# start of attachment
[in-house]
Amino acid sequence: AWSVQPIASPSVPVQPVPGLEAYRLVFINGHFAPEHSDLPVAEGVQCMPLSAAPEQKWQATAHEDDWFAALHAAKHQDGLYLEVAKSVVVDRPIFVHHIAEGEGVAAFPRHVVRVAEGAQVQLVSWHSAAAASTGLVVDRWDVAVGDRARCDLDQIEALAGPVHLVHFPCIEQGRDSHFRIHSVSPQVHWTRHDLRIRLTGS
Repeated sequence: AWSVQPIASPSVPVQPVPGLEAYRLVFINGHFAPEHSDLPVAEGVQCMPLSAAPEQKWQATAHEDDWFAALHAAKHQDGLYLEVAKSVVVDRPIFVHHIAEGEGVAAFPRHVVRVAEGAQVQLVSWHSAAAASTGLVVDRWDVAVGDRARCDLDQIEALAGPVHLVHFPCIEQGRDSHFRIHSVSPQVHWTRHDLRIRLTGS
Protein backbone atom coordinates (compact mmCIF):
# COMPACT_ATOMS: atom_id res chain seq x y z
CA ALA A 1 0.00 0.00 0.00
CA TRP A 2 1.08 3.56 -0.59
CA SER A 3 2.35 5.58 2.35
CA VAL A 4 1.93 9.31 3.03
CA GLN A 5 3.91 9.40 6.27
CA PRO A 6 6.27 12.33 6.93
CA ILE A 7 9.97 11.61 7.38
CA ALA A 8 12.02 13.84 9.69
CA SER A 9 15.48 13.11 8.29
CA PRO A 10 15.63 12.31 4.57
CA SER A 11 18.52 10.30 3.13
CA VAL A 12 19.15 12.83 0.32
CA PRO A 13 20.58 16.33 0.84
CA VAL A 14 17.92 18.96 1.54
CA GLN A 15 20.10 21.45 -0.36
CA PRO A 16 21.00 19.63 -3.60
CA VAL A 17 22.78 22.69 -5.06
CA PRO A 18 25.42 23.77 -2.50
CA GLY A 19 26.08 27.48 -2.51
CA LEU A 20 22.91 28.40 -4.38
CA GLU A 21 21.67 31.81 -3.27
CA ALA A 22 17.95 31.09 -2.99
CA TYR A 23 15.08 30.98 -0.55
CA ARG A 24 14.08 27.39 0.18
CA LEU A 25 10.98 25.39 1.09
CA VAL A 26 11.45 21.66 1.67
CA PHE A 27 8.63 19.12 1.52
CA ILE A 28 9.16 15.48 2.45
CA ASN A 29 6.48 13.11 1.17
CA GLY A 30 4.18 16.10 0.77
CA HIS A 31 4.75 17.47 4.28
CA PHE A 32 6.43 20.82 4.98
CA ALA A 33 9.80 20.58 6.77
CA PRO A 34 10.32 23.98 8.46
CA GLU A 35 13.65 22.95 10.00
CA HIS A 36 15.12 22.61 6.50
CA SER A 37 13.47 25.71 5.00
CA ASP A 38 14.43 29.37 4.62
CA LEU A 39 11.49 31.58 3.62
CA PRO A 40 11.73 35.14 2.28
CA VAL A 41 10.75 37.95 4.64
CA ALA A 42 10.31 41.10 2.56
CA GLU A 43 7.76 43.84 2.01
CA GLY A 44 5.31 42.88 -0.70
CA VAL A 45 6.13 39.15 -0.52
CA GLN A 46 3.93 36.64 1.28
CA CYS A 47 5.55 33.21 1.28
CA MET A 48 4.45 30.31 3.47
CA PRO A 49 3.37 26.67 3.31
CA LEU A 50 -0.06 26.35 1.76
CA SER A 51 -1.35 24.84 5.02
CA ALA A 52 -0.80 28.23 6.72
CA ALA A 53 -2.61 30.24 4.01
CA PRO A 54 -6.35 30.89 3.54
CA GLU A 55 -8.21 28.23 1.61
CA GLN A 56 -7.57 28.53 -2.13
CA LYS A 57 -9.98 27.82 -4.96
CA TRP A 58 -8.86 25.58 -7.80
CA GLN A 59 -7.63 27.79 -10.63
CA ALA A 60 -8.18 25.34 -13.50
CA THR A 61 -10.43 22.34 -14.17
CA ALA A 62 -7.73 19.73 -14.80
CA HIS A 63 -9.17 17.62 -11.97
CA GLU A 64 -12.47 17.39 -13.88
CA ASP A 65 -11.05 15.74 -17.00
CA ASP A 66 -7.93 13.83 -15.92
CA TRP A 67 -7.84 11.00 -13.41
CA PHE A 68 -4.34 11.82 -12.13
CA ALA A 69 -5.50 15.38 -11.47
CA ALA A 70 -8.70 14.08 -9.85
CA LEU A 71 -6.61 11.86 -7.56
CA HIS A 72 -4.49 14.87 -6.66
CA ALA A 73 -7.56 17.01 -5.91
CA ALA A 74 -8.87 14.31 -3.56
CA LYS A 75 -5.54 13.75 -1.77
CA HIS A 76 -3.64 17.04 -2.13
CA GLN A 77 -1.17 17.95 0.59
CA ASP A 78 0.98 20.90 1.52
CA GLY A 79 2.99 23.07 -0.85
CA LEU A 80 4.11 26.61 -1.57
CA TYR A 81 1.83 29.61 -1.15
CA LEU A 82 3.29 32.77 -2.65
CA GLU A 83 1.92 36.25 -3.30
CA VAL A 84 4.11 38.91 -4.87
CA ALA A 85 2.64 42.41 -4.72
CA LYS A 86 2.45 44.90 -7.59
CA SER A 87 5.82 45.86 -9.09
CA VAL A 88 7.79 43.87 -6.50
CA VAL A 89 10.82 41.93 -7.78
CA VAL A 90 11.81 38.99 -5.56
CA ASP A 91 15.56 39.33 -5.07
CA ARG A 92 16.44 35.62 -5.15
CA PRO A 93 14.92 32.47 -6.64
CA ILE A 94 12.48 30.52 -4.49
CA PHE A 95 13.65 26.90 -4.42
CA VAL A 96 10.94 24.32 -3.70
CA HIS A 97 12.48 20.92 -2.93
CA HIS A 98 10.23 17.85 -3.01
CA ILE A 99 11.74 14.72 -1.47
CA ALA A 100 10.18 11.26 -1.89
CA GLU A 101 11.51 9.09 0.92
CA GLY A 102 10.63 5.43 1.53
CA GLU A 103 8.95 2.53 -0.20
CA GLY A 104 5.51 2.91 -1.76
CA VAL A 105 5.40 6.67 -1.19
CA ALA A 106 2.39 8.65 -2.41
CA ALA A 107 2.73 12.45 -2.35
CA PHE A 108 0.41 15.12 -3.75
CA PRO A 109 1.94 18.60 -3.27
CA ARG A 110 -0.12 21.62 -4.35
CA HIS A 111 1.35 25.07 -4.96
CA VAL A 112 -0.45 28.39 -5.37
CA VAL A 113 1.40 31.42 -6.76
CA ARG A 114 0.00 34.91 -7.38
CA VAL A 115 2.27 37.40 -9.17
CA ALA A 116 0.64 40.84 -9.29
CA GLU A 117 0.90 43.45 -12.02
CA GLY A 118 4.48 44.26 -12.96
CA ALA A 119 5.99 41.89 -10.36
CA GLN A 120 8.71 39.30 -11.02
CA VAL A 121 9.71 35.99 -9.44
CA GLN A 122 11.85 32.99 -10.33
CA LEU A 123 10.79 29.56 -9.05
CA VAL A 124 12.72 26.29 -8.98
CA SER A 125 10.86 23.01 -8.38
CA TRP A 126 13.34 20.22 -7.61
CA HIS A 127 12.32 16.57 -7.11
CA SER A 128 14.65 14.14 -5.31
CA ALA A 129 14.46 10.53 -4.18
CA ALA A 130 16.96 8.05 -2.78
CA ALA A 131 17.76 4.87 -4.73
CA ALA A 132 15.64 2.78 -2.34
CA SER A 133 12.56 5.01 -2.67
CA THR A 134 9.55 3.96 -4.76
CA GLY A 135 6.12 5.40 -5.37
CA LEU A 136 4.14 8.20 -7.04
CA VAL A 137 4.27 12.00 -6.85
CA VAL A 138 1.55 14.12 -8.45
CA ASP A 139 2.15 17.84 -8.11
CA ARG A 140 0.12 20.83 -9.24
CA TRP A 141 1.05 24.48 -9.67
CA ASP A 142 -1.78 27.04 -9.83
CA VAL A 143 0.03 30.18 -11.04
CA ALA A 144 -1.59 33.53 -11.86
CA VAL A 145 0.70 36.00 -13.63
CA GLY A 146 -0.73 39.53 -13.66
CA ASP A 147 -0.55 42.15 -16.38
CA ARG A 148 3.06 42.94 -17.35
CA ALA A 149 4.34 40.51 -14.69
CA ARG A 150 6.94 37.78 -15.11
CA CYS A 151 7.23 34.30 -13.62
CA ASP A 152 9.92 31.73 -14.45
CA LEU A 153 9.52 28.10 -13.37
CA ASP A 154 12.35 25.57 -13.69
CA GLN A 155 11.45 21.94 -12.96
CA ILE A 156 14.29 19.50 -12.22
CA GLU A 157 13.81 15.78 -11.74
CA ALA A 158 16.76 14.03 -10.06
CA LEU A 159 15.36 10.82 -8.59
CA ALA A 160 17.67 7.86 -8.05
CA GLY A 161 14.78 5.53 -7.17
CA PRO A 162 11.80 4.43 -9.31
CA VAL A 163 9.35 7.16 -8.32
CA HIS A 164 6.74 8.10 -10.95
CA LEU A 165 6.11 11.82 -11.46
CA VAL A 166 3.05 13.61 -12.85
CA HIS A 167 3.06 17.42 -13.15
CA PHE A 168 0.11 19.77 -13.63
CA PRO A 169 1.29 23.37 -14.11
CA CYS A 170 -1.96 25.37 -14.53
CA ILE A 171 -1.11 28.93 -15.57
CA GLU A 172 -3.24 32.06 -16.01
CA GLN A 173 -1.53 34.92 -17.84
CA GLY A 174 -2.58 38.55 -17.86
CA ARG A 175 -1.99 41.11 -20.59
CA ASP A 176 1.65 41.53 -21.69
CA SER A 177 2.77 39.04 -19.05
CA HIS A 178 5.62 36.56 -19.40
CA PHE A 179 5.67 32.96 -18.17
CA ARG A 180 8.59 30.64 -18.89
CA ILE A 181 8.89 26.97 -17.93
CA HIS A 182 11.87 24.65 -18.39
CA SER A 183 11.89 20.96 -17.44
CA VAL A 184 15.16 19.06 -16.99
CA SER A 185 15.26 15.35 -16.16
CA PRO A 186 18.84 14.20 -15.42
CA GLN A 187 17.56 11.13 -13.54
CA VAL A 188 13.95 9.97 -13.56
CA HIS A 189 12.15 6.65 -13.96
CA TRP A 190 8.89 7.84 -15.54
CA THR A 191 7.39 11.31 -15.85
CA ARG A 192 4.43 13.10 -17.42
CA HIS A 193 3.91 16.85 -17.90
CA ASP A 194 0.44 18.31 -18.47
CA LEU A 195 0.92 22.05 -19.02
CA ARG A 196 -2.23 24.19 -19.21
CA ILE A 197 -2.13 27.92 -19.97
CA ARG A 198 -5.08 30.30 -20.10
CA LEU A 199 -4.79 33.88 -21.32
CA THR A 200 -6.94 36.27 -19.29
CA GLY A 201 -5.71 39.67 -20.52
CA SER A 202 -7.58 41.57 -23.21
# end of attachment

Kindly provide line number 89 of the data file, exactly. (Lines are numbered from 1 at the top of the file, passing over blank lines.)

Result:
CA VAL A 84 4.11 38.91 -4.87